Quebec to tap private investors for toll road project

| 1/23/2007

The transportation minister for the Canadian province of Quebec has received four responses to the government's request for proposals to design, build and maintain a toll road in the Montreal area.

The government sought the proposals as part of a plan to extend Autoroute 30 to bypass Montreal on the south side of the St. Lawrence River by 2009.

A press release issued in late 2006 by the Quebec Transportation Ministry stated the project would indeed be a toll road. A follow-up release last week stated that the road will be funded and built through a public-private partnership.

Some of the companies on the list of potential bidders are familiar to Land Line readers, because they already operate and maintain U.S. toll roads such as the Chicago Skyway and the Indiana Toll Road.

One of the proposals submitted for the Quebec road came from a consortium called Infras-Quebec A-30, which is composed of Macquarie Infrastructure Group of Australia and a handful of Canadian companies. Macquarie is half of the investment consortium that leased the Indiana Toll Road in 2006.

The other half of the consortium involved in the Indiana deal - Cintra Concessiones de Infraestructuras de Transporte of Spain - also submitted a proposal to build the Quebec project under the name Consortium Autoroutes du Quebec.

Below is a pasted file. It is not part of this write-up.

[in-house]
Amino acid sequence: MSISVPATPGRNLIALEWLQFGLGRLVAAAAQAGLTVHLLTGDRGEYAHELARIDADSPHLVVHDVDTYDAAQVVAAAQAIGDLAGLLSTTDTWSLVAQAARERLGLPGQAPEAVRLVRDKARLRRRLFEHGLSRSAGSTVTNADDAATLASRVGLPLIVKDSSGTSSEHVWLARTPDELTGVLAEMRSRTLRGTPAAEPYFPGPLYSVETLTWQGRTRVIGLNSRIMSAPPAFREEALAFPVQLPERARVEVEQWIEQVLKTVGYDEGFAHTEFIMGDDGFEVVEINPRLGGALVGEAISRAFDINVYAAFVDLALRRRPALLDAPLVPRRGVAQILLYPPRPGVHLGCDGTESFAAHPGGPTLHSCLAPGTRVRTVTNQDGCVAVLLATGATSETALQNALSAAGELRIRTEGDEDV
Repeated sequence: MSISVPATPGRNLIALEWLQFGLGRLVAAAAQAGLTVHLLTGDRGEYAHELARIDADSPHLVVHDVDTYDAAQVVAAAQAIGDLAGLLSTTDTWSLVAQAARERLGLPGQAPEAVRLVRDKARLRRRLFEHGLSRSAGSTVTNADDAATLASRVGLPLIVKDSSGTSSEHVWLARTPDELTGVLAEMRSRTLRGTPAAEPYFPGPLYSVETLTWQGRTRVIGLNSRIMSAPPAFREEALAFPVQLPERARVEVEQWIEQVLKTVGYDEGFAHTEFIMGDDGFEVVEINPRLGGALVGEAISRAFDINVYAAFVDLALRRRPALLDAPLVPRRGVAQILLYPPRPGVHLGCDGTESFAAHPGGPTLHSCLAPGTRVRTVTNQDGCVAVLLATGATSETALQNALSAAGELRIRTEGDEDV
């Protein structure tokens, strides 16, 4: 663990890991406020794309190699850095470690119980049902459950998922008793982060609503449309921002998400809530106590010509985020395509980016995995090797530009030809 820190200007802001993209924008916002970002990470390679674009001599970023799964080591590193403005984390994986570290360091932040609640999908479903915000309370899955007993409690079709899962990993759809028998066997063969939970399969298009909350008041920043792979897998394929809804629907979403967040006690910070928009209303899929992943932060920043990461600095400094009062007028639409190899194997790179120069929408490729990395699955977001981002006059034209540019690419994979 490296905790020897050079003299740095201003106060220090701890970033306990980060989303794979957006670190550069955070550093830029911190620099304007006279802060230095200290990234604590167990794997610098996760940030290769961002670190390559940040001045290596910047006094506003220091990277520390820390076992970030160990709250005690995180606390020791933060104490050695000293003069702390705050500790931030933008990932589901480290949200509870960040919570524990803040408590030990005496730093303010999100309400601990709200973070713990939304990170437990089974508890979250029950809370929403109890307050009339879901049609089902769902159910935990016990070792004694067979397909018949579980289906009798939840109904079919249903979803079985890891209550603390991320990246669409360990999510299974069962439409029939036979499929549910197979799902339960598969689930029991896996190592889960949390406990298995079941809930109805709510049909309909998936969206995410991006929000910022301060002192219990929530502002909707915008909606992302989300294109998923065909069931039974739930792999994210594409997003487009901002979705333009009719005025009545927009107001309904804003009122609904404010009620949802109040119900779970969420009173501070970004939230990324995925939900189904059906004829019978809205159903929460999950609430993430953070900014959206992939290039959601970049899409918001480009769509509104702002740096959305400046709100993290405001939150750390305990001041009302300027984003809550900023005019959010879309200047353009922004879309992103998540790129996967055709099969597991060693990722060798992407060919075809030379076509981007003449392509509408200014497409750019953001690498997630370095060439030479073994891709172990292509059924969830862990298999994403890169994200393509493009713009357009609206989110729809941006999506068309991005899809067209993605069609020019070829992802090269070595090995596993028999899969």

Cintra and Macquarie are already known in Canada for their majority control of the 407 Express Toll Route in Toronto in the neighboring province of Ontario.

The third firm that submitted a proposal for the Quebec project is SNC-Lavelin, a Canadian-based company with a minority interest in the 407 ETR.

The fourth potential bidder for the Autoroute 30 extension is called Nouvelle Autoroute 30, which includes the Spanish companies of Acciona S.A. and Iridium Concessiones de Infraestructuras S.A. as the main partners.

Requests for proposals for the Quebec project were due Jan. 17.

Quebec Transportation Ministry officials will go through several steps to review the proposals before approving a public-private partnership. Quebec allows such partnerships under provincial law with legislative approval.